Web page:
‘White snake sign’
Distal to the point of vessel occlusion in vessels that would not be imaged by TOF, the distal vessel lumen may be hyperintense on post-contrast T1 imaging using the described protocol. Because the MRI protocol employed at the North American facility uses a post-contrast T1-weighted image with a saturation pulse designed to null inflowing blood, slow flowing blood should not be suppressed, and it is believed that this yields the high intensity appearance on post-contrast HRMRI, contrasting distinctly with the proximal ‘black blood’. For instance, in the case shown in figure 2A–D, traversing the point of occlusion with a microcatheter into the area not seen on TOF but visible as high-intensity lumen on HRMRI was clear of thrombus. This finding may have several implications: (1) the imaged segment may not be completely filled with debris/clot or other material; or (2) the blood flow to that area is sufficiently slow so that it is not saturated. This information can offer insight into the length of an occlusion and the nearest ‘open’ segment (figure 2E,F).
Filling defects in areas of slow flow are starkly visible, such as in figures 3A–C and 4A–D. Limited experience with these findings makes differential characteristics in post-contrast imaging uncertain. Further experience may determine which imaging characteristics correlate with which kinds of thrombus, as well as interpreting enhancement characteristics. It is possible that further thrombus characterization may be able to provide information as to thrombus consistency and rigidity and ease of lysis and thrombectomy.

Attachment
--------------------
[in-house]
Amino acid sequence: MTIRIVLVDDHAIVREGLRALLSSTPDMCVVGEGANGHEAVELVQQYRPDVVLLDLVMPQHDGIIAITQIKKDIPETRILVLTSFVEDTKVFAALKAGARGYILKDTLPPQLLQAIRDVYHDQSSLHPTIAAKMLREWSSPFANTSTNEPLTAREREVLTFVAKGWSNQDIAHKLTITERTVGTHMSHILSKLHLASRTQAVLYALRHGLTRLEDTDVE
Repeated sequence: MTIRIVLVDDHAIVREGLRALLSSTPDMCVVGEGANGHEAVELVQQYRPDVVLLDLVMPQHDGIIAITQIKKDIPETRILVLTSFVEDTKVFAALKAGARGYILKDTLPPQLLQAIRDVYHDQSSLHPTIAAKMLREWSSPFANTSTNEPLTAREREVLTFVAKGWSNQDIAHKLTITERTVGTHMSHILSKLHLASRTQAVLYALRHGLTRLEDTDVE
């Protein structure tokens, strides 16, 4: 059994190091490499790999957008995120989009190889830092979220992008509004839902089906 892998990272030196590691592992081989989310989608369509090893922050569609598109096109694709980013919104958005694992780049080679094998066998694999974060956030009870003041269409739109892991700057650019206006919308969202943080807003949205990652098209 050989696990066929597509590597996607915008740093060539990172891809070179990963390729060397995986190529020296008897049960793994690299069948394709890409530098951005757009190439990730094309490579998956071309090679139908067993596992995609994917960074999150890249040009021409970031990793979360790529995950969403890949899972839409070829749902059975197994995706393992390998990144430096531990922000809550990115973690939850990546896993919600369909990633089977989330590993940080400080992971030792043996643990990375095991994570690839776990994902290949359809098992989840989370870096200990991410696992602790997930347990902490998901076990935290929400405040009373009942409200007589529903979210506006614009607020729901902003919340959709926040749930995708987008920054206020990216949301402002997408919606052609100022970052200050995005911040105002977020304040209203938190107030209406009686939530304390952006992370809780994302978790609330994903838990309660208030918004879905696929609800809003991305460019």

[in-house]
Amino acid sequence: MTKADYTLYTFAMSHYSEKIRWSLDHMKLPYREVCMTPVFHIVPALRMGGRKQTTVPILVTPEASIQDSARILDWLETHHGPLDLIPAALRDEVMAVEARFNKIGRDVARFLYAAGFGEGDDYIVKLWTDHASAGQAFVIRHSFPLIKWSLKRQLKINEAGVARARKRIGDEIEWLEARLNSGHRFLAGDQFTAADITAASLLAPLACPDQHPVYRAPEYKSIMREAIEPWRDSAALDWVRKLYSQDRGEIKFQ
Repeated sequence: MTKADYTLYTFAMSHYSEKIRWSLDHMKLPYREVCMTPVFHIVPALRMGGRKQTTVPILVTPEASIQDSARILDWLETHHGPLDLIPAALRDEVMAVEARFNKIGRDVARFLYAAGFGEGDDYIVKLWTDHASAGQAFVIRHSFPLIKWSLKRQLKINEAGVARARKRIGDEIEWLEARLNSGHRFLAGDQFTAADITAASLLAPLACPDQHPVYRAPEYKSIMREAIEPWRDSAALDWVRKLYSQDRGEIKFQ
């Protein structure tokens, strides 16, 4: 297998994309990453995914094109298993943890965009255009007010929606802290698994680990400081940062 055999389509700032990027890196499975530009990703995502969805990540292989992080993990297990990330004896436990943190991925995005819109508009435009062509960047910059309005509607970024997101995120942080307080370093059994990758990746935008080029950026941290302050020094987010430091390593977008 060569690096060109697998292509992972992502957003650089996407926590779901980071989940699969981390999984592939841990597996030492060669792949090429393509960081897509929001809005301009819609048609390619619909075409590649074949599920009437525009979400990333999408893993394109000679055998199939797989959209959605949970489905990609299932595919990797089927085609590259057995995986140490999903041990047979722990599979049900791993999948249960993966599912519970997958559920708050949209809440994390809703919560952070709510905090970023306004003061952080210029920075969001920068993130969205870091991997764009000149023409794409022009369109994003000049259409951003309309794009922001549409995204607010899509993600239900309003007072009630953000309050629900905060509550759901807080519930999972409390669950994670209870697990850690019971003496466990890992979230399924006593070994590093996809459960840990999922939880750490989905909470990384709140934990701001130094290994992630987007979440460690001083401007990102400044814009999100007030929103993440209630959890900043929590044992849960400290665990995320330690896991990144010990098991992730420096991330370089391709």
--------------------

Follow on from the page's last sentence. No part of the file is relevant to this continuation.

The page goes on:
Wall morphology and contour
Both outer and inner wall morphology can be assessed on HRMRI of blood vessels.4–6 ,9 The characteristics of the inner contour may indicate atherostenosis or post-inflammatory stenosis.4–6 ,9 At times, the outer contour of the vessel may also be narrowed.5 ,10 The implications and etiology of outer wall negative remodeling is uncertain, but may have implications for angioplasty and stenting. Figure 5A,B shows DSA and HRMRI of a vessel with atherostenosis, plaque and remodeling.
Concentric wall enhancement and thickening
Concentric wall thickening and enhancement has been described as a finding associated with vasculitis.4 Swartz et al4 described the target sign as a circular area of enhancement and thickening when the imaging plane is oriented perpendicular to the vessel. In our experience, the target overlaps with findings in certain patients with a multitude of atherosclerotic risk factors. Differentiating vasculitic/vasculopathic wall enhancement from atherostenotic lesions is presently uncertain to this group. Angioplasty of such lesions may or may not be unavoidable in acute ischemic stroke, but the durability of the result would also be uncertain. Figure 2E shows a lesion with concentric wall thickening in a 49-year-old patient while the remaining vessels appear normal. It is uncertain whether the lesion was atherosclerotic or vasculopathic, both before and after angioplasty and stenting. However, in occlusions with wall thickening and stenosis, HRMRI may prompt operators to avoid using thrombectomy or thrombolytic approaches to revascularization and choose angioplasty or stenting before intervention even begins.
While not strictly abnormal, venous enhancement is common, probably related to slower flow, and these findings by interpreting physicians are important in case normal enhancement of venous structures is mistaken for pathologic enhancement of a blood vessel wall (figure 6A,B).